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What’s in a Name Change?

What's in a Name? - Pyragraph

My name is Alexander VanHeisch. Well, now it is. I changed my name a little over a month ago, and it’s still something I’m fitting into. I have to catch myself every time I say my name to a new acquaintance, and admittedly sometimes I forget the change entirely and revert unconsciously back to my old moniker. Changing one’s name is a weird thing, made no less weird by the significant weight of one’s identity residing on social media. When I first started thinking about the change, one of the primary concerns was, “How am I going to tell people on Facebook?” Consequently, I mark the day my name officially changed as the day I edited it on my Facebook profile. It’s a strange world we live in, truly.

There are myriad reasons for one to change their name, but for me, the choice was made really easy by someone else. I am an aspiring filmmaker who just moved to the lovely land of Los Angeles, and so naturally, I am surrounded by a rich and saturated film culture. I have been in semblances of this culture in school in San Francisco and in New Mexico, both places where I studied the art and craft of film. However, LA is a town that exists for the industry of film, so people can’t help but know a lot about it, even if it’s not their desired outcome.

I once had an actor from LA mistake me for the Alexander Payne as I was shooting my thesis film.

My previous name was Alexander Payne, a name that some might recognize as belonging to the two-time Oscar-winning writer/director. He’s been responsible for such films as The Descendants and Sideways, as well as for being an all-around cool guy. Throughout film school, my professors calling roll would always look at me sideways (that’s right, I went there) while calling my name for the first time, which was always closely followed by an explanation that no, I am not that Alexander Payne, though yes, I do like his movies, and no, I don’t want to make the next Election.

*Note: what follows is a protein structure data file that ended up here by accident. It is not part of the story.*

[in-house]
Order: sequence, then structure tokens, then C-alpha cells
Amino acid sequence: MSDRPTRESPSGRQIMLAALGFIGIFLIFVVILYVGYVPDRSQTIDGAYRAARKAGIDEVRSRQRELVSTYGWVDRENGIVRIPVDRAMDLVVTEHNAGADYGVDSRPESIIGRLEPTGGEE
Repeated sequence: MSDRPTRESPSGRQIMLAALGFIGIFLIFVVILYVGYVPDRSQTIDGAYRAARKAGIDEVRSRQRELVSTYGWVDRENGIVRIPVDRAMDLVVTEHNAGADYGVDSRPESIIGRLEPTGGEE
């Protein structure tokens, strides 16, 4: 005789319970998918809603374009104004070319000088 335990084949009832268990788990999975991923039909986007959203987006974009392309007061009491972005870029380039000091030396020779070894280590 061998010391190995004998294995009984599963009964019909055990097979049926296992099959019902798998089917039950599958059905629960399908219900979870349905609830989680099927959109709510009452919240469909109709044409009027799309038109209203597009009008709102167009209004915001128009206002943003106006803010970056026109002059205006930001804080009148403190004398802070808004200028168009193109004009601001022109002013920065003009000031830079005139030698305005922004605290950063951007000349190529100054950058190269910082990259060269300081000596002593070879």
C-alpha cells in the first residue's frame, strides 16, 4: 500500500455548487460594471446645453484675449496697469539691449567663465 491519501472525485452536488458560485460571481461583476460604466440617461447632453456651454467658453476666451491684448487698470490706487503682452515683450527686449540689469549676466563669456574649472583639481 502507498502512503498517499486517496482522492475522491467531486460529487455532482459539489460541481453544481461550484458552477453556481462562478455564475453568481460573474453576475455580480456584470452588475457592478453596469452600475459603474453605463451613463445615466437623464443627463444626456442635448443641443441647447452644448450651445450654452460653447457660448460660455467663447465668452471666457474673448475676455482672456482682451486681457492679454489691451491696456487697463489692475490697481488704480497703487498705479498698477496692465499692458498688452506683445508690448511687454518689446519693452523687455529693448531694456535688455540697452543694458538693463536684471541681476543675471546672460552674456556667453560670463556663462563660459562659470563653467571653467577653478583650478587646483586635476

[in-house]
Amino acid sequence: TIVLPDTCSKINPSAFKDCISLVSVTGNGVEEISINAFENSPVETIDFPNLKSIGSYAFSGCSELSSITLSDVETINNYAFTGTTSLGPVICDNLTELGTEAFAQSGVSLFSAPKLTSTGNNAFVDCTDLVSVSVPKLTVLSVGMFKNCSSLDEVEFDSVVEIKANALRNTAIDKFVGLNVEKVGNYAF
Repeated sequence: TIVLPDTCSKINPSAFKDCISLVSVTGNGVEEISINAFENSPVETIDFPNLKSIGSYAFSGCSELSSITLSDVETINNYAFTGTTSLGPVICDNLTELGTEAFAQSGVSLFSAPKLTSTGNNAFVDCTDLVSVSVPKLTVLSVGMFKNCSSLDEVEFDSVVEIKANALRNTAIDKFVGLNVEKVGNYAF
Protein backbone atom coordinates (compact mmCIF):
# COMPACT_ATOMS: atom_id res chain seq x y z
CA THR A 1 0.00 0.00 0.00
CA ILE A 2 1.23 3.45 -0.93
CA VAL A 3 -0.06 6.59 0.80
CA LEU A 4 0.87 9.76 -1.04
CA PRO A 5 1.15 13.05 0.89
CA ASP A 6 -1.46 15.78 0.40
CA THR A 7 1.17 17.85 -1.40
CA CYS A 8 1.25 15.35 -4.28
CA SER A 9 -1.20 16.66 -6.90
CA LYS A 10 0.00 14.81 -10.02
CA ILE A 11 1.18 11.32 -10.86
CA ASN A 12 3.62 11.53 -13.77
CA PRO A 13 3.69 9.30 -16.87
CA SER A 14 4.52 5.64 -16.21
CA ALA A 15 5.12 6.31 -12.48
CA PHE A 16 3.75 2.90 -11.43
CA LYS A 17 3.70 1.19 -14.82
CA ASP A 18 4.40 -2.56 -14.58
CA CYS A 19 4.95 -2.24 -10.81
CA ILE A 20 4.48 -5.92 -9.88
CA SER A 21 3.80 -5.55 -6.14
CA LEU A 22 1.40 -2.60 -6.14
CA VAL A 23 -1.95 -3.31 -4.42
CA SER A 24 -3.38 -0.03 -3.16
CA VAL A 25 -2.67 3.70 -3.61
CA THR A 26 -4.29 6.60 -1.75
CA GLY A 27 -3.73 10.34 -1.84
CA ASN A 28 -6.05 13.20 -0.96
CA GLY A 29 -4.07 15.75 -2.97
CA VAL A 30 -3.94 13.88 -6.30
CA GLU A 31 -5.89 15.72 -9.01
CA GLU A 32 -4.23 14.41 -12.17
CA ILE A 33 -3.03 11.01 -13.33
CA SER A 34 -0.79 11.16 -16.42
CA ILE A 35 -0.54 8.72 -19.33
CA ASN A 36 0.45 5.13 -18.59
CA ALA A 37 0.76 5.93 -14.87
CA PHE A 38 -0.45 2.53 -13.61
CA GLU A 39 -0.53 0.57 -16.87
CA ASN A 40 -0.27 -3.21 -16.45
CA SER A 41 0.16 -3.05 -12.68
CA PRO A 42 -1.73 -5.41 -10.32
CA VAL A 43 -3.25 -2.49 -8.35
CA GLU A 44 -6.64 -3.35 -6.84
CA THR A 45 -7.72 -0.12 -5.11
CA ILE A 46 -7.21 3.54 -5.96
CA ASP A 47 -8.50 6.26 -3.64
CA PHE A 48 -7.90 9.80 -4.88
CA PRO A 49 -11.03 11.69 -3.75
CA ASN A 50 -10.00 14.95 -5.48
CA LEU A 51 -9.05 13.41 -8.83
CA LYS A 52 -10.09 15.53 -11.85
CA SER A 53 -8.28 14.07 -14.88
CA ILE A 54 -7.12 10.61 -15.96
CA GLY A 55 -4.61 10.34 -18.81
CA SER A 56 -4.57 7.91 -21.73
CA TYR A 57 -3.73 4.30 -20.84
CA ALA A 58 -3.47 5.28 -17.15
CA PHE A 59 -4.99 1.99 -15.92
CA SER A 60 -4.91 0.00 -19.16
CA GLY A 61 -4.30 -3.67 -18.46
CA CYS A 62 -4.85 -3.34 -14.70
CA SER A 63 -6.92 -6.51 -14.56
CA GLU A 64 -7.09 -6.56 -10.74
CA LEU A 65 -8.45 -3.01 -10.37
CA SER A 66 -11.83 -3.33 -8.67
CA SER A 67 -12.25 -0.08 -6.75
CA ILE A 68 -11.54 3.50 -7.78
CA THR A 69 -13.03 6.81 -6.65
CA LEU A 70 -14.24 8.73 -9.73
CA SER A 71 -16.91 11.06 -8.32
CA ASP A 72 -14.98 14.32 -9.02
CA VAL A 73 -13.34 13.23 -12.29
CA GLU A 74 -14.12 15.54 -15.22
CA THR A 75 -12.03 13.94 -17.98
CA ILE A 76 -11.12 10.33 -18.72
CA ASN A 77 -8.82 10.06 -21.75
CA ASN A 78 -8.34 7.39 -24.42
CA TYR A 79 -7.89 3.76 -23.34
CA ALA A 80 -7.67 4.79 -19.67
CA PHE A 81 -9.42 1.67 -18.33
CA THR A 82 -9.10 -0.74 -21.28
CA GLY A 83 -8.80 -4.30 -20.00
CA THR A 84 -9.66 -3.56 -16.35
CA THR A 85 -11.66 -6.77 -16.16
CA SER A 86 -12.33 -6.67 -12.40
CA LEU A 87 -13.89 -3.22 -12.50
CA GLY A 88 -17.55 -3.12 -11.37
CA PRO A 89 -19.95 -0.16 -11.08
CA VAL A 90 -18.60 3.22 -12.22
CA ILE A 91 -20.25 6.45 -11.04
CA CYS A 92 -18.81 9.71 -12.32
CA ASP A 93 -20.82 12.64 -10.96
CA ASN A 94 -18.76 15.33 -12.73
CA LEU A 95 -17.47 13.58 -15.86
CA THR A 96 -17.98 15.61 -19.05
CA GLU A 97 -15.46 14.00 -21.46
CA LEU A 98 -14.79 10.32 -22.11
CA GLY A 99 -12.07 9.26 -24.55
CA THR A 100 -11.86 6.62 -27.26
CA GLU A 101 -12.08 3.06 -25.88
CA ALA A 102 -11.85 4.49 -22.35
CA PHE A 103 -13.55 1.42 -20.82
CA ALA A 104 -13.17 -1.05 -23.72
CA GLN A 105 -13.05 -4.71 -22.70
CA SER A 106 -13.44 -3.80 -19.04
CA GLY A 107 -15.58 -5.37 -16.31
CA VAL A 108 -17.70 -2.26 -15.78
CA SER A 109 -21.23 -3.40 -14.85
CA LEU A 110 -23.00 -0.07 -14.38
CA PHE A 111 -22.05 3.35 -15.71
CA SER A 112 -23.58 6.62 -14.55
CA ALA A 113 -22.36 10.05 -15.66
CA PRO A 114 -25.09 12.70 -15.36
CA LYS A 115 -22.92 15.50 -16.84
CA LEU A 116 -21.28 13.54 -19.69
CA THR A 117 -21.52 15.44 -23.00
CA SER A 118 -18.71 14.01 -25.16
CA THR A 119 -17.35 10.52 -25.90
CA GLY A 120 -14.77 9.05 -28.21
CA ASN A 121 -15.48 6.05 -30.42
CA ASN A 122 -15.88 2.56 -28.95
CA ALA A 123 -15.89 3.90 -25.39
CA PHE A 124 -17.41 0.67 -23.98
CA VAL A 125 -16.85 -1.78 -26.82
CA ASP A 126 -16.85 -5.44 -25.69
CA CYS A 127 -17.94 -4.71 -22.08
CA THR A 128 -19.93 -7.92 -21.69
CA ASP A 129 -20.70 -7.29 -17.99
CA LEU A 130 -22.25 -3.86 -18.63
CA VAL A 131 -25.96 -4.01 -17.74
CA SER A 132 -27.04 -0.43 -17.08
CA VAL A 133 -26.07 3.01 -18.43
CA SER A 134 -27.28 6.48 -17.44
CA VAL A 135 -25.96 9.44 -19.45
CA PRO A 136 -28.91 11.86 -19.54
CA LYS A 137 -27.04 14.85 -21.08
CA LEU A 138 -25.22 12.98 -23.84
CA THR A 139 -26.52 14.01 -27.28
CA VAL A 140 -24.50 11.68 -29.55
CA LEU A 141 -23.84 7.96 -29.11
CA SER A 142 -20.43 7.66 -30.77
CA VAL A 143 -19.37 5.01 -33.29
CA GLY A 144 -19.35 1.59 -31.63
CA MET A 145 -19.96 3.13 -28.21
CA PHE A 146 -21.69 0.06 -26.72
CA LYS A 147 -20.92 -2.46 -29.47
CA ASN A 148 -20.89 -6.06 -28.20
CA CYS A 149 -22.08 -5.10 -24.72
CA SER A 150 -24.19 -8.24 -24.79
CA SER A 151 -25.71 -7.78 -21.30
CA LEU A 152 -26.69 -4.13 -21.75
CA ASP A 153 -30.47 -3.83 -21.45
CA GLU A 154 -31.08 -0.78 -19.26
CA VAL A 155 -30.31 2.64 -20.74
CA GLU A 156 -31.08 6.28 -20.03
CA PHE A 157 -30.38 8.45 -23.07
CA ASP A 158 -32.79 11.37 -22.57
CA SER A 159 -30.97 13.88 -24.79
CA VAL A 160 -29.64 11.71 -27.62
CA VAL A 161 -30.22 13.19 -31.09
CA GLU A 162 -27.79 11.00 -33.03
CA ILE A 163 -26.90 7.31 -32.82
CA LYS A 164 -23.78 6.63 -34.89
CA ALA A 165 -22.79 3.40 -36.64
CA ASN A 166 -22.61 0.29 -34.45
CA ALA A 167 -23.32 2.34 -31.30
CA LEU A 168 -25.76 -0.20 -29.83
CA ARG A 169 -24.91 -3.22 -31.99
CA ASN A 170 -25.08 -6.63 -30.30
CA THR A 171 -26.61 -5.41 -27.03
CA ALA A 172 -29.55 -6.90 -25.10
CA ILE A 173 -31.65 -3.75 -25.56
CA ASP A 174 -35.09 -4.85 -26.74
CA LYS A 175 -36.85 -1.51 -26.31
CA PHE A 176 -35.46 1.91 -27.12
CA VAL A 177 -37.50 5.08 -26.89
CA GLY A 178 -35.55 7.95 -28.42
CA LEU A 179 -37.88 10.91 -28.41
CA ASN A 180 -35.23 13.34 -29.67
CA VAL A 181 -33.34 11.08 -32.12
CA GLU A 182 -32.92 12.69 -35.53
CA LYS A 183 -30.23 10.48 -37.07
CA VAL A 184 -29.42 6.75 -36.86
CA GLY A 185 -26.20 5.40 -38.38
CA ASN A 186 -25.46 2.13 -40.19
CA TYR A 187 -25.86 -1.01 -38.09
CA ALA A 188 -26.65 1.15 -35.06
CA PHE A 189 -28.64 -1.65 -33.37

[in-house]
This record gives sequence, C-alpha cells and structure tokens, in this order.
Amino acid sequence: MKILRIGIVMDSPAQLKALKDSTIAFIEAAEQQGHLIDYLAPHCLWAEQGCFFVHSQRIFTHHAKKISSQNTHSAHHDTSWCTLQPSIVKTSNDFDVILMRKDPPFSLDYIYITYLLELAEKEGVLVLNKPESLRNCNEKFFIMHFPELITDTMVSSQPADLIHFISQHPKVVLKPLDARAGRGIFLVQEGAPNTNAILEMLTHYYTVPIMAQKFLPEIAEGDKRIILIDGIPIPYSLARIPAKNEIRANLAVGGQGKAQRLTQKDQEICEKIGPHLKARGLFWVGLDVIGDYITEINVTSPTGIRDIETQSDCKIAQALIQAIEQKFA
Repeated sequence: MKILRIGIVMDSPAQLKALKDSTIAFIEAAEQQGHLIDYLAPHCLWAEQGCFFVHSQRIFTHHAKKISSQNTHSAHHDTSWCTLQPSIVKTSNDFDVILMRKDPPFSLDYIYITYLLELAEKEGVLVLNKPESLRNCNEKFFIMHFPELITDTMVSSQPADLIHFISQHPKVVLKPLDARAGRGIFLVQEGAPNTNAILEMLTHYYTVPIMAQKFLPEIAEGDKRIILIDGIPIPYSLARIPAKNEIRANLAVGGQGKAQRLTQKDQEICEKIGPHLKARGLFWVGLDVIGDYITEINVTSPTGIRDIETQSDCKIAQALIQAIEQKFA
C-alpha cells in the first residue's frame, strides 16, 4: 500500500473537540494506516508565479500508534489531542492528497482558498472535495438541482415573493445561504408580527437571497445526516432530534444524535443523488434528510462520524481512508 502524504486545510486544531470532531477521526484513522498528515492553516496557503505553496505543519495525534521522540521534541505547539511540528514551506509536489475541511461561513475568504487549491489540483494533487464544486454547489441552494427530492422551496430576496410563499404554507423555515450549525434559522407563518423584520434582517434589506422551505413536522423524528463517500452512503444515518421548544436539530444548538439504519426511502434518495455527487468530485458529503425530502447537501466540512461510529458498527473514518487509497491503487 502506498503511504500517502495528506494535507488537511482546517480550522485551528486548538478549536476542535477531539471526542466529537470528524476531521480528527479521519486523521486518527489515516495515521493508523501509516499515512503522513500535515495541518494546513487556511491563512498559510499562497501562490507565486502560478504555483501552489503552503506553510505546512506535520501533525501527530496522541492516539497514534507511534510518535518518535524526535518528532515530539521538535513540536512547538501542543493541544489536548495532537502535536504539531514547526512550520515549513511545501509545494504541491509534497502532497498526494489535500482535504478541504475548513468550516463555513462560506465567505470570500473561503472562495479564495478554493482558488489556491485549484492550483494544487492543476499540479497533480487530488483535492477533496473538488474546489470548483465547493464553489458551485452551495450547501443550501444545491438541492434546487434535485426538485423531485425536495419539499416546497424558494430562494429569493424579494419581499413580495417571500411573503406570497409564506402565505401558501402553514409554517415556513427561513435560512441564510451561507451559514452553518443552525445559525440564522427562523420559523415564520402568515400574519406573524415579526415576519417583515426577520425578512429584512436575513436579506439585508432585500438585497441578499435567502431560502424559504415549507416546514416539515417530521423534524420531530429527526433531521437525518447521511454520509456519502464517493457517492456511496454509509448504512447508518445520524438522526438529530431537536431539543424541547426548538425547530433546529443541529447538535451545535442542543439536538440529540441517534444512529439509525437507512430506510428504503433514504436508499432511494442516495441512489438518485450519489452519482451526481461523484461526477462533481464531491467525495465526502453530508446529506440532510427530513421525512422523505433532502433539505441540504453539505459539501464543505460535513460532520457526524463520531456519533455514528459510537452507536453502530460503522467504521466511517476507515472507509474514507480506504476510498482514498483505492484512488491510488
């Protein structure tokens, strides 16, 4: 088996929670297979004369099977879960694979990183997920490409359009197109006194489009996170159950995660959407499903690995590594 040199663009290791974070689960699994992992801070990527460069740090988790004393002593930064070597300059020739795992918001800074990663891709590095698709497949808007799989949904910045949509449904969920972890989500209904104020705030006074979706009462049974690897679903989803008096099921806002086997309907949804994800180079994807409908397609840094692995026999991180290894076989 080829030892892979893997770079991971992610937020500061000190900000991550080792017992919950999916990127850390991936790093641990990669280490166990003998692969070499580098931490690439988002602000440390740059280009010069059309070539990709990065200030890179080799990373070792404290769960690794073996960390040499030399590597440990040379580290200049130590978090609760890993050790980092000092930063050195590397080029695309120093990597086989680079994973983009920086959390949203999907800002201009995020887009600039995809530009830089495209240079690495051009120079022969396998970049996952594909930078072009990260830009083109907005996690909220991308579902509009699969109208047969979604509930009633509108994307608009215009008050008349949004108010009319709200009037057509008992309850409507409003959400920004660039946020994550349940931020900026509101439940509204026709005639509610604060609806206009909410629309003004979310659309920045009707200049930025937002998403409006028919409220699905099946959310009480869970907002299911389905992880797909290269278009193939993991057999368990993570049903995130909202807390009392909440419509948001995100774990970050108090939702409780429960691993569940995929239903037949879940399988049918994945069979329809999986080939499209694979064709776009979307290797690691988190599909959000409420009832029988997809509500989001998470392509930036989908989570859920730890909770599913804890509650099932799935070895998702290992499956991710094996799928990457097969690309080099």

Invariably, anyone familiar with the other Alexander Payne’s work would then compare mine to it, in a harmless yet recurrent way. I myself tend to be more interested in pursuing films in the thriller genre than pure drama/comedy, so just the association alone was kind of strange. Plus, his real name is Constantine Alexander Payne, so I can’t help but feel I should have some pretense of priority on the name. (The previous sentence marks the end of the river-crying session.)

Academy Award-winning Alexander Payne aside, there was another valid reason behind the name jump: Alexander Payne is a super common name. A Facebook search for “Alexander Payne” returns results of APs from every corner of the world. After a bit of harmless (yet still creepy) Facebook name-stalking, I found that this includes residents of Canada, Australia, and India, a boy (?) who pretends to be various members of One Direction, and presumably the Alexander Payne, with a profile picture of him peeking over a bush. I say presumably because I once had an actor from LA mistake me for the Alexander Payne as I was shooting my thesis film, and could barely believe it when he offered to pay his own way to come to New Mexico to act in my movie.

When I informed him this was to be for my student thesis film, he, uh, neglected to respond back. When a person (especially one who wants to be found) can be only a Google search away, it’s worth considering every piece of what can set you apart from everyone else. There is a plethora of Alexander Paynes running around. To my knowledge, there is only one Alexander VanHeisch.

In her fantastic book The Creative Habit, revered dance choreographer Twyla Tharp stresses the importance of one’s name and its ability to serve as a powerful motivator. “It makes me strive for originality—if only to live up to the name.” With the VanHeisch name, I feel a similar force moving me forward, not only for the name itself, but also to do justice to the person I share it with: my sister, who is one of my great heroes. I say this not to be overly sentimental, but rather to illustrate that as a result of sharing this name, I feel like I am part of something bigger and have something to prove, not only to myself, but also to her. This is what I use to fuel the fire when I am down in the depths. Tharp also notes that “Done wisely and done well, a change of name can be a self-fulfilling prophecy.” Though I am only in the very beginning stages of this, I at least feel confident in the groundwork that has been set.

Photo by Josh Stuyvesant.

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